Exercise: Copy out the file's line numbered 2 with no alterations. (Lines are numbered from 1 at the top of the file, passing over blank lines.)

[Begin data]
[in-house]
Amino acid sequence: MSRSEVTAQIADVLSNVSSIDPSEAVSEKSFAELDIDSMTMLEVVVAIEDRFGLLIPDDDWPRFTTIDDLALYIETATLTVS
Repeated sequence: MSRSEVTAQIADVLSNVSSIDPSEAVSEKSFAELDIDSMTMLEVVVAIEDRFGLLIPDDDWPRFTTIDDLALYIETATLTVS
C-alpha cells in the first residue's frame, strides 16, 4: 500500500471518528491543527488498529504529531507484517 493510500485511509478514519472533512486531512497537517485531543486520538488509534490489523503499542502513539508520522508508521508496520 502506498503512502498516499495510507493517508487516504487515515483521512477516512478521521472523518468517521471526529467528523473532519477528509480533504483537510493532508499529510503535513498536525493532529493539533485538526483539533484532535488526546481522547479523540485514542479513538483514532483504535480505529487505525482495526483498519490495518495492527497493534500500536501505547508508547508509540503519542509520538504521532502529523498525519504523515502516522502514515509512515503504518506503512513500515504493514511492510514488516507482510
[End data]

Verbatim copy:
Amino acid sequence: MSRSEVTAQIADVLSNVSSIDPSEAVSEKSFAELDIDSMTMLEVVVAIEDRFGLLIPDDDWPRFTTIDDLALYIETATLTVS